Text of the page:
“Amélie” is a fanciful comedy about a young woman who discretely orchestrates the lives of the people around her, creating a world exclusively of her own making. Shot in over 80 Parisian locations, acclaimed director Jean-Pierre Jeunet (“Delicatessen”; “The City of Lost Children”) invokes his incomparable visionary style to capture the exquisite charm and mystery of modern-day Paris through the eyes of a beautiful ingenue.
9. 2001: A Space Odyssey (1968)
Stanley Kubrick was a master of film and making films for smart moviegoers. 2001 is a popular film, but I’ve heard many people complain that it’s boring and uninteresting. Wrong. 2001 is a beautiful film and a masterpiece created by a mastermind. Kubrick was a genius and 2001 is one of his best works. Since its premiere, 2001: A Space Odyssey has been analyzed and interpreted by professional film critics, amateur writers, and science fiction fans, virtually all of whom have mentioned its deliberate ambiguity. Like most of Stanley Kubrick’s films, it alludes to something more than film’s plot reveals.
An imposing black structure provides a connection between the past and the future in this enigmatic adaptation of a short story by revered sci-fi author Arthur C. Clarke. When Dr. Dave Bowman (Keir Dullea) and other astronauts are sent on a mysterious mission, their ship’s computer system, HAL, begins to display increasingly strange behavior, leading up to a tense showdown between man and machine that results in a mind-bending trek through space and time.
10. The Shining (1980)
The Shining is a film that has sparked dozens of theories and speculation about its true meaning. Hidden with secrets, the film is subject of a popular documentary called Room 237. Although the film has a common horror-like plot, fans believe it’s a film about the genocide of Native Americans. Another theorist believed that Stanley Kubrick had directed the footage disseminated by NASA to publicize the Apollo 11 moon landing. Whatever you believe, you can’t help but be impressed by this clever filmmaking.
Jack Torrance (Jack Nicholson) becomes winter caretaker at the isolated Overlook Hotel in Colorado, hoping to cure his writer’s block. He settles in along with his wife, Wendy (Shelley Duvall), and his son, Danny (Danny Lloyd), who is plagued by psychic premonitions. As Jack’s writing goes nowhere and Danny’s visions become more disturbing, Jack discovers the hotel’s dark secrets and begins to unravel into a homicidal maniac hell-bent on terrorizing his family.
11. Ex Machina (2015)
Ex Machina is a stylish cerebral psycho-techno sci-fi thriller capable of delivering big thrills and big thoughts. When you think about it, it’s basically a modern-day Frankenstein story.
Caleb Smith (Domhnall Gleeson) a programmer at a huge Internet company, wins a contest that enables him to spend a week at the private estate of Nathan Bateman (Oscar Isaac), his firm’s brilliant CEO. When he arrives, Caleb learns that he has been chosen to be the human component in a Turing test to determine the capabilities and consciousness of Ava (Alicia Vikander), a beautiful robot. However, it soon becomes evident that Ava is far more self-aware and deceptive than either man imagined.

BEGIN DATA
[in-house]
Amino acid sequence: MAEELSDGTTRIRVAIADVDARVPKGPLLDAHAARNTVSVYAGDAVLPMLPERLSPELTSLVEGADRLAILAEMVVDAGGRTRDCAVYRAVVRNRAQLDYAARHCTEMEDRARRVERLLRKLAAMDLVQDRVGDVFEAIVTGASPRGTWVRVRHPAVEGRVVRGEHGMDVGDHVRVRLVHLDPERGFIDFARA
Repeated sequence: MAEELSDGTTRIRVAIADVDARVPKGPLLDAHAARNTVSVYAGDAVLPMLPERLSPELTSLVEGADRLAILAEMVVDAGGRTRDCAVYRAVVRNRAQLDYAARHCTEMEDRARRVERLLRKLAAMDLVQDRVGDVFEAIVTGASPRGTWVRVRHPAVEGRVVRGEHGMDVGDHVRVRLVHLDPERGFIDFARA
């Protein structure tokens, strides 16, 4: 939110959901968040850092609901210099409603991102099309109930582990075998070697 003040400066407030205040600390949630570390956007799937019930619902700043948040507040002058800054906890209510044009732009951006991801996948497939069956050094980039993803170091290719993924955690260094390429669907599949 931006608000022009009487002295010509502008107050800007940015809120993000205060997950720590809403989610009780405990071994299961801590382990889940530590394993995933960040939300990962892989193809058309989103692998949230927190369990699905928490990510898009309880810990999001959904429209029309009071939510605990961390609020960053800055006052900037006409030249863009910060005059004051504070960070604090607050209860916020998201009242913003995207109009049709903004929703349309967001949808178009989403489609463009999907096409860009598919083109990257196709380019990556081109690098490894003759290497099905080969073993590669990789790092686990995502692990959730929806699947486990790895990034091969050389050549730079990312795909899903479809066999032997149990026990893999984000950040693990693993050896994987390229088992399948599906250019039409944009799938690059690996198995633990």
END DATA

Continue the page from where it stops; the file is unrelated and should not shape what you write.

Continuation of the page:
12. Under The Skin (2013)
At least half of the people I know who’ve seen Under The Skin don’t get it at all. Its haunting message is very elusive, but those who are willing to dig deeper will love it. Plus, it has a mesmerizing performance from Scarlett Johansson. This deeply disturbing film is art in motion.
Disguising herself as a human female, an extraterrestrial (Scarlett Johansson) drives around Scotland and tries to lure unsuspecting men into her van.
13. The Skin I Live In (2011)
Death, betrayal, rape, murder, lies, mystery, loneliness, sexual identity, gender ambiguity, love, and anxiety are all major themes of The Skin I Live In, one of the most terrifying films I’ve ever seen. Except, it’s not a horror film. It’s a very dark thriller drama that explores the lengths people will go through in order to sustain love. Fantastically twisted, there is something waiting to burst out from beneath the slow-burn story, but you aren’t ready to face that truth until it’s revealed.
Ever since his beloved wife was horribly burned in an auto accident, Dr. Robert Ledgard (Antonio Banderas), a skilled plastic surgeon, has tried to develop a new skin that could save the lives of burn victims. Finally, after 12 years, Ledgard has created a skin that guards the body but is still sensitive to touch. With the aid of his faithful housekeeper (Marisa Paredes), Ledgard tests his creation on Vera (Elena Anaya), who is held prisoner against her will in the doctor’s mansion.
14. We Need to Talk About Kevin (2011)
This is probably one of Tilda Swinton’s best roles. We Need to Talk About Kevin is a “portrait of a deteriorating state of mind” (both of a mother and a child). What happens if you don’t love your own child… and they know it? We Need to Talk About Kevin masquerades as a drama but is essentially a horror without the usual screams and frights. The use of colour, music, and landscapes are all used very well and lure the audience into the shocking finale.
Eva Khatchadourian (Tilda Swinton) is a travel writer/publisher who gives up her beloved freedom and bohemian lifestyle to have a child with her husband, Franklin (John C. Reilly). Pregnancy does not seem to agree with Eva, but what’s worse, when she does give birth to a baby boy named Kevin, she can’t seem to bond with him. When Kevin grows from a fussy, demanding toddler (Rocky Duer) into a sociopathic teen (Ezra Miller), Eva is forced to deal with the aftermath of her son’s horrific act.
15. Interstellar (2014)
Any one of Christopher Nolan’s films could have found its way onto this list. They are all clever, all good and all very well-written. However, Interstellar is probably the film that requires the most from viewers. All the talk about space, scientific theories, poetic quotes, and philosophies about time, require more than just your average mind. I’m almost sure most people who’ve seen this film don’t truly understand it and don’t even care about how revolutionary Interstellar is.
In Earth’s future, a global crop blight and second Dust Bowl are slowly rendering the planet uninhabitable. Professor Brand (Michael Caine), a brilliant NASA physicist, is working on plans to save mankind by transporting Earth’s population to a new home via a wormhole. But first, Brand must send former NASA pilot Cooper (Matthew McConaughey) and a team of researchers through the wormhole and across the galaxy to find out which of three planets could be mankind’s new home.